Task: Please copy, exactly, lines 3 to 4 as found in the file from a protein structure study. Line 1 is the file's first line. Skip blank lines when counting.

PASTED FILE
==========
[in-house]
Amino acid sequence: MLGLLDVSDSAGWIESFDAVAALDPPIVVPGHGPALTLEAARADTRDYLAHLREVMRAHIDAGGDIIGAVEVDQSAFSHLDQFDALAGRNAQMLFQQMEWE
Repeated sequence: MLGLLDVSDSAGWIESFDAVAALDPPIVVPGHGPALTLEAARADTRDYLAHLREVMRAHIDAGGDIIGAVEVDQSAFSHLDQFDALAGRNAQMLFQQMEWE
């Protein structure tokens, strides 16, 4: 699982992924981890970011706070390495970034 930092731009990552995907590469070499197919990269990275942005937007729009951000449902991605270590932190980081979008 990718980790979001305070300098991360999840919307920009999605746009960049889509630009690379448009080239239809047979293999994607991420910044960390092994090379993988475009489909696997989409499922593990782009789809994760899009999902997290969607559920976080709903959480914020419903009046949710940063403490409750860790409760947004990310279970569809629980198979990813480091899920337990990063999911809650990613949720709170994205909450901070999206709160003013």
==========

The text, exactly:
Repeated sequence: MLGLLDVSDSAGWIESFDAVAALDPPIVVPGHGPALTLEAARADTRDYLAHLREVMRAHIDAGGDIIGAVEVDQSAFSHLDQFDALAGRNAQMLFQQMEWE
């Protein structure tokens, strides 16, 4: 699982992924981890970011706070390495970034 930092731009990552995907590469070499197919990269990275942005937007729009951000449902991605270590932190980081979008 990718980790979001305070300098991360999840919307920009999605746009960049889509630009690379448009080239239809047979293999994607991420910044960390092994090379993988475009489909696997989409499922593990782009789809994760899009999902997290969607559920976080709903959480914020419903009046949710940063403490409750860790409760947004990310279970569809629980198979990813480091899920337990990063999911809650990613949720709170994205909450901070999206709160003013």